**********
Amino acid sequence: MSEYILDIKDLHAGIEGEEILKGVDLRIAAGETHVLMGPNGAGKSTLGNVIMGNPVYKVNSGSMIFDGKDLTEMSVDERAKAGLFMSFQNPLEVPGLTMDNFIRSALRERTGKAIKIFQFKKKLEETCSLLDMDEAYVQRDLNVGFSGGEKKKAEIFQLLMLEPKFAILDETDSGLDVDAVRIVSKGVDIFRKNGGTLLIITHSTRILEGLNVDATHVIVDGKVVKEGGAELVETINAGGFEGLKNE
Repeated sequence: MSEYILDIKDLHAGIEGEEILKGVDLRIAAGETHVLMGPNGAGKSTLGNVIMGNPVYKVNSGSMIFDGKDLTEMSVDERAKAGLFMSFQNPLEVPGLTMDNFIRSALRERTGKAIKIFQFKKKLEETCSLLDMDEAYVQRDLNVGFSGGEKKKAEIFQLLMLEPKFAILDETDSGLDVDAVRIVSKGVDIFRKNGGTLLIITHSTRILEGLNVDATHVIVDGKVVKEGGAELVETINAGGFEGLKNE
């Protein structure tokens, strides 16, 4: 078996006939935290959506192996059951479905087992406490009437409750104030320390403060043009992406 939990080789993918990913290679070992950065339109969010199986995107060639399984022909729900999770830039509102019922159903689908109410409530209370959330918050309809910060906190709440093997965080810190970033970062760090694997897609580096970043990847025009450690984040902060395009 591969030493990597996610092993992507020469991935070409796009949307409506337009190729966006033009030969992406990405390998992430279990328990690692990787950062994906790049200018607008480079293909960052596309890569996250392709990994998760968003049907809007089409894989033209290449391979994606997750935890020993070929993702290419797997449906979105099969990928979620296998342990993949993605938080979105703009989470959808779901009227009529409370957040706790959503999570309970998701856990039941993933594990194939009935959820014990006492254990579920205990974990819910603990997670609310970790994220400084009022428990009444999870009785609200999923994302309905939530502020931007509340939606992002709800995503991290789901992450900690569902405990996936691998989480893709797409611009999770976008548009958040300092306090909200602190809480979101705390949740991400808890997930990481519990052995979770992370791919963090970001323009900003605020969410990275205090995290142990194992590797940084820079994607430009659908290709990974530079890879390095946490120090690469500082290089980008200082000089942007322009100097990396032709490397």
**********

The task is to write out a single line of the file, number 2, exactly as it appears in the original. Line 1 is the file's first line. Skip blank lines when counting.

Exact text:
Repeated sequence: MSEYILDIKDLHAGIEGEEILKGVDLRIAAGETHVLMGPNGAGKSTLGNVIMGNPVYKVNSGSMIFDGKDLTEMSVDERAKAGLFMSFQNPLEVPGLTMDNFIRSALRERTGKAIKIFQFKKKLEETCSLLDMDEAYVQRDLNVGFSGGEKKKAEIFQLLMLEPKFAILDETDSGLDVDAVRIVSKGVDIFRKNGGTLLIITHSTRILEGLNVDATHVIVDGKVVKEGGAELVETINAGGFEGLKNE